I really admired your story “Arms Overhead,” in which two girls who are just entering high school make sense of the disrespectful and violent ways that adults are starting to view their bodies (men yell at the girls from cars, teachers get angry when one girl accidentally bears her midriff) by conducting thorough research on cannibalism. Can you talk about the process of writing this story? Where did you get the idea to combine these two themes and how did you come to create these two great, complex characters?

There was a period of time between 2012-2014 where I read a lot about cannibalism. I did read historical accounts, but I mostly got stuck in these long reading bouts of news articles about modern day criminal cannibals, which nearly universally involved a man murdering a woman and then eating her limb by limb. There are a few documentaries about people who have been convicted for eating other people. And then, while I was already in this cannibalism hole, the story about the cannibal cop in Queens began to unfold. I was living in New York at the time, and had a friend who was working as a paralegal for a public defender that got assigned to defend him. So, through her, I had all this inside cannibal cop information. Every time I saw her I asked her about him, how he dressed, how he acted, what he said that was worrisome or made him seem very sad or very normal and fine. But I wasn’t interested in any of this because I wanted to write a story about it. I was just very interested. And then, in 2016, I met Mary and Ainsley, who are the two teenage girls in “Arms Overhead”, and they came to me, and it seemed that they would be likely to also be interested in cannibalism and what it implies. From what I gather, the desire to eat someone does have to do with the desire to possess them. Men want to possess women so badly that they kill them. I was interested in this desire for possession, specifically as it pertains to the way Mary and Ainsley walk through the world in “Arms Overhead”. A desired girl is already being eaten bit by bit, by the evil, dehumanizing society in which she lives. I wanted Mary and Ainsley to be able to eat the world that is trying to eat them. I wanted Mary and Ainsley to be able to figure out a way to get revenge.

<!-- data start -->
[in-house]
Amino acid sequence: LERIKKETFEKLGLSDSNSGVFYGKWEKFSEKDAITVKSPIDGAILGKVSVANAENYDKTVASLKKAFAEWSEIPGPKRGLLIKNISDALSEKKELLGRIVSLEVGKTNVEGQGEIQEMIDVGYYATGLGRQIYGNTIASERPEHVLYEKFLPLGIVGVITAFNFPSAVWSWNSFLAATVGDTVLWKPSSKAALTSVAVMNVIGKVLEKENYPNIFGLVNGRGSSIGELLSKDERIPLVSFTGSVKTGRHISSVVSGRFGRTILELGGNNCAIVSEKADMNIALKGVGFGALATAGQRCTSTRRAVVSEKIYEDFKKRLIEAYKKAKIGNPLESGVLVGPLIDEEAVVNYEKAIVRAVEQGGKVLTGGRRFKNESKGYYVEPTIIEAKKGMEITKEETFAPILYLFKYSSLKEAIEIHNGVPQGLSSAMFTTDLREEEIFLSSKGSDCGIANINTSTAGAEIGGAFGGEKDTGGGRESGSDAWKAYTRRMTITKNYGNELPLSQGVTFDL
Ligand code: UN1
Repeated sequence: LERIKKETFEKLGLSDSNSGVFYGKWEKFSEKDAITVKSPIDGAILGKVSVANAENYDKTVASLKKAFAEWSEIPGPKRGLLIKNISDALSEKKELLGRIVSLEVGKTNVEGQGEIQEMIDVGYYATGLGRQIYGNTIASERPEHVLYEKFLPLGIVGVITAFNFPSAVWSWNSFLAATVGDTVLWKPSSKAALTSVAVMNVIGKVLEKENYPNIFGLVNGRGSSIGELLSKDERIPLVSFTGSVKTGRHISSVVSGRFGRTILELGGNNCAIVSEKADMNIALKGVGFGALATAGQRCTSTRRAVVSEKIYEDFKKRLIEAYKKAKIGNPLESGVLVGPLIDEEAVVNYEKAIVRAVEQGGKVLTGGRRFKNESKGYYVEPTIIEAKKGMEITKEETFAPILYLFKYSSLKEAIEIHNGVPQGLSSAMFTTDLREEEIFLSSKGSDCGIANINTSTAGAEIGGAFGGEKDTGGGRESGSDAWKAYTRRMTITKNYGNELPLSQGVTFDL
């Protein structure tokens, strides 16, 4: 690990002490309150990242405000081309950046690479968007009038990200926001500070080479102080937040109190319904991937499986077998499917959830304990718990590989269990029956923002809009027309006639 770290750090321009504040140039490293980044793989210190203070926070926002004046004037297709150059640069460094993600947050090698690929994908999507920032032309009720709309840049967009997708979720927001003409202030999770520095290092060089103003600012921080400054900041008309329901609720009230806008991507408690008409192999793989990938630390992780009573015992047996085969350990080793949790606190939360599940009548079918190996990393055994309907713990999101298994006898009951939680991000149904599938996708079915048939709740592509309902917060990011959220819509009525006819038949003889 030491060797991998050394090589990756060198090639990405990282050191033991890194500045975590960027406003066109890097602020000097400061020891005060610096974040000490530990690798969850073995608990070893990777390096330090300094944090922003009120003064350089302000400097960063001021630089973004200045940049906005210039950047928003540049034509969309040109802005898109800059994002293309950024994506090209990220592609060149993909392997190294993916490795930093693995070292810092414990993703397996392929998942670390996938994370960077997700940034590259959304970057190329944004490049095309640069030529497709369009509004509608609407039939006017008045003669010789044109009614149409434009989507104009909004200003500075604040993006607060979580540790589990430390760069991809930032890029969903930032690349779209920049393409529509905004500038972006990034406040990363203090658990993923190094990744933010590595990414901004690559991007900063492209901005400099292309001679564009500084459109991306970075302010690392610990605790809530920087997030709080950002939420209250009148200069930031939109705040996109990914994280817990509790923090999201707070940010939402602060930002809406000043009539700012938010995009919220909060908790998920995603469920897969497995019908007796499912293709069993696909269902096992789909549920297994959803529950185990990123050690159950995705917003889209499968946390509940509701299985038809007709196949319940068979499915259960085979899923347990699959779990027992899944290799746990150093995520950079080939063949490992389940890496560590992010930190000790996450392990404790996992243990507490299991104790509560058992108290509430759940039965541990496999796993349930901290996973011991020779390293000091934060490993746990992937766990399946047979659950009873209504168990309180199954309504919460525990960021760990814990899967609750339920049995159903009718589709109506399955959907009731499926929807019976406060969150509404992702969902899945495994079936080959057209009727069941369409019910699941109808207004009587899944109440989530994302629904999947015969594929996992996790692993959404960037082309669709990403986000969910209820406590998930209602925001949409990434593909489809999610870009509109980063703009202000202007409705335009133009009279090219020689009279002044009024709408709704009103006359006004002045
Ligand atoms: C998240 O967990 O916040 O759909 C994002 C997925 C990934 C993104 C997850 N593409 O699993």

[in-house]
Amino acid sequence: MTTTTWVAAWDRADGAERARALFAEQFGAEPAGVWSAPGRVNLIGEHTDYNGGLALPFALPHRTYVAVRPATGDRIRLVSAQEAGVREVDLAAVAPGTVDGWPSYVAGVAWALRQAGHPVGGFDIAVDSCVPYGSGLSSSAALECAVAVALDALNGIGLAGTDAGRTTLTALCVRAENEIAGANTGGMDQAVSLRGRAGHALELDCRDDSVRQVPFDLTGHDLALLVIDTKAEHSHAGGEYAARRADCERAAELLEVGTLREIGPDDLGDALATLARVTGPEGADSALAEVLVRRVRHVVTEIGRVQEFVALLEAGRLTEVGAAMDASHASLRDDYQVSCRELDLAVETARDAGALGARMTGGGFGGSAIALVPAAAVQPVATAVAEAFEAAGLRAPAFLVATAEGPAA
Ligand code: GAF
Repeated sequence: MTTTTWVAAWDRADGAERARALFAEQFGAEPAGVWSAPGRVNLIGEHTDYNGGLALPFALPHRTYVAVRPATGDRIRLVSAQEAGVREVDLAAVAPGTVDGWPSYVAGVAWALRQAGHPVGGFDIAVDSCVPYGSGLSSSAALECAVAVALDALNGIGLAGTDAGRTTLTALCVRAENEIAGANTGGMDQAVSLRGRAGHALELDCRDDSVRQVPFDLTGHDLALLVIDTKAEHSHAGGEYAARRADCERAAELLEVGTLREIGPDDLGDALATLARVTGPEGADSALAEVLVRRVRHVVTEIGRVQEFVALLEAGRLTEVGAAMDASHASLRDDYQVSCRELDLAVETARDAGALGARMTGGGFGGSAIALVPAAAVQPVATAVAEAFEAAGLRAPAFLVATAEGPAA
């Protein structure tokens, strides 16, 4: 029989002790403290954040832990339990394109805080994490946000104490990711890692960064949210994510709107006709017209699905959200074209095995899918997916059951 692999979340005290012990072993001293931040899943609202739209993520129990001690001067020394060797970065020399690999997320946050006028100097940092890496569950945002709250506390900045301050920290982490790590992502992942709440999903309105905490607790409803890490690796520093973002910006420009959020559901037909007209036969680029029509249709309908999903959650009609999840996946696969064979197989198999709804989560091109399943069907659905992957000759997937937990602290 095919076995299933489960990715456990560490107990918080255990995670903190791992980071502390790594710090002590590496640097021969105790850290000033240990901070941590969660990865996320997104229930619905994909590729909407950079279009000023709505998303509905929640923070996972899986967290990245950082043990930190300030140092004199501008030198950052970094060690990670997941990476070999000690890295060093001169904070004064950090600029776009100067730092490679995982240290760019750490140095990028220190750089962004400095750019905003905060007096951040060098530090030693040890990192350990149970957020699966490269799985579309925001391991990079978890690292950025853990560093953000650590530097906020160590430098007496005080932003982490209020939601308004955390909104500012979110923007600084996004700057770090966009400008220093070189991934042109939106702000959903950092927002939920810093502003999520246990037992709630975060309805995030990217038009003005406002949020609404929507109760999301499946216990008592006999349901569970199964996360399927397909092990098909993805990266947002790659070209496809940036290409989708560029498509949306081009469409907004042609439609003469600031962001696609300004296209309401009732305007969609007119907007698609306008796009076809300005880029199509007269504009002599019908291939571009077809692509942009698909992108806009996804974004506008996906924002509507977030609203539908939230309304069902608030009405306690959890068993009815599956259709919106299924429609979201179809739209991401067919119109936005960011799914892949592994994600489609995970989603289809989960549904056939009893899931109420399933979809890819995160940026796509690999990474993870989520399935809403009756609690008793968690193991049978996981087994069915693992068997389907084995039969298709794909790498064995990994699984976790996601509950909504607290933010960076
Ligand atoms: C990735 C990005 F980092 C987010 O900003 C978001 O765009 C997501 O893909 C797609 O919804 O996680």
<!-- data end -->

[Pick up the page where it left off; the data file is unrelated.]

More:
What are you working on now? What can we expect to see from you next?

I am working on a novel about a youth women’s boxing tournament in Reno.
Interviewed by Sadye Teiser

At The Masters Review, our mission is to support emerging writers. We only accept submissions from writers who can benefit from a larger platform: typically, writers without published novels or story collections or with low circulation. We publish fiction and nonfiction online year-round and put out an annual anthology of the ten best emerging writers in the country, judged by an expert in the field. We publish craft essays, interviews and book reviews and hold workshops that connect emerging and established writers.